Apple launches an app for testing devices that work with ‘Find My’ – TechCrunch

by Jeremy

Apple has launched a new app, Find My Certification Asst., designed for MFi (Made for iPhone) Licensees, who need to test their accessories’ interoperability with Apple’s Find My network. The network helps users find lost Apple devices — like iPhones, AirPods, and Mac computers, among other things — but is poised to add support for finding other compatible accessories manufactured by third parties. The launch of the testing app signals that Apple may be ready to announce the launch of the third-party device program shortly.

According to the app’s description, MFi Licensees can use Find My Certification Asst. to test the “discovery, connection, and other key requirements” for their accessories that incorporate Apple’s Find My network technology. It also points to information about the Find My Network certification program on Apple’s MFi Portal at, which currently references Find My Network as an MFi program technology that’s “launching soon.”

The new app’s screenshots indicate it allows device makers to run various tests in areas like connectivity, sound (for example, if the item can make a noise when misplaced), firmware, key management, NFC, power, and more.

Screen Shot 2021 04 06 at 11.53.14 AM

According to Sensor Tower data, the app became publicly available on Sunday, April 4, on the iOS App Store. It’s brand new, so it is not yet ranking in any App Store categories, including its own, “Developer Tools,” or others. It also has no ratings or reviews at this time. The app’s launch is a a step toward the larger goal of opening up the Apple Find My network to third parties and Apple’s planned launch of its new accessory, AirTags.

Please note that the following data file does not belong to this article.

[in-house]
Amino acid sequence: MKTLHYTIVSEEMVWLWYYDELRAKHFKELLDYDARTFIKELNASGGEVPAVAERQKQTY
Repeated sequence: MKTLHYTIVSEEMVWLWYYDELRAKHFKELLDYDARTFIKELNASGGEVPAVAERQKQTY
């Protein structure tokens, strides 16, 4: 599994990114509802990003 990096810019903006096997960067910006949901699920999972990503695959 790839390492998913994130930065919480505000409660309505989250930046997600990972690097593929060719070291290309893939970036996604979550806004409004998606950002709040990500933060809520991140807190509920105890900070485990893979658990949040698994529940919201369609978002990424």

Apple, at last year’s Worldwide Developer Conference, had first announced it would open up Find My to third-party devices after facing pressure from regulators in the U.S. and Europe who had been looking into, among other things, whether Apple had been planning to give itself an advantage with its forthcoming launch of AirTags, a competitor to Tile’s lost-item finder.

Image from iOS 10

A prominent Apple critic, Tile, had complained that AirTags would be able to connect with Apple’s U1 chips, which use UWB (ultra-wideband) technology for more precise finding capabilities, and at a Congressional hearing, noted that AirTags would work with Apple’s own Find My app, which ships by default on Apple devices. Tile believed this would give Apple a first-party advantage in the lost-item finder market that Tile had successfully established and dominated for years.

Apple, in response, opened up third-party developer access to its U1 chip via its “NearbyInteraction” framework last year. As a result, Tile in Jan. 2021 announced its plan to launch a new tracker powered by UWB.

More recently, Apple updated its Find My app to include a new tab called “Items” in preparation for its expanded support for AirTags and other third-party accessories, like those from Tile. This “Items” tab is enabled in the latest Apple iOS 14.5 beta release. The app explains how the Find My app will help users keep track of their everyday items — including accessories and other things compatible with Find Me. However, Tile (and likely others)

Apple’s concessions still disadvantage their businesses because participation in Apple’s finds my program means that the third-party device maker would have to abandon its existing app and instead require its customers to use Apple’s find my app — effectively turning over its customers and their data to Apple. It’s worth noting that, upon launch, the app features an icon that shows three items: headphones, a backpack, and a suitcase. Not coincidentally, perhaps, Tile’s first integrations were with Bose headphones and luggage and bag makers, Away and Herschel.

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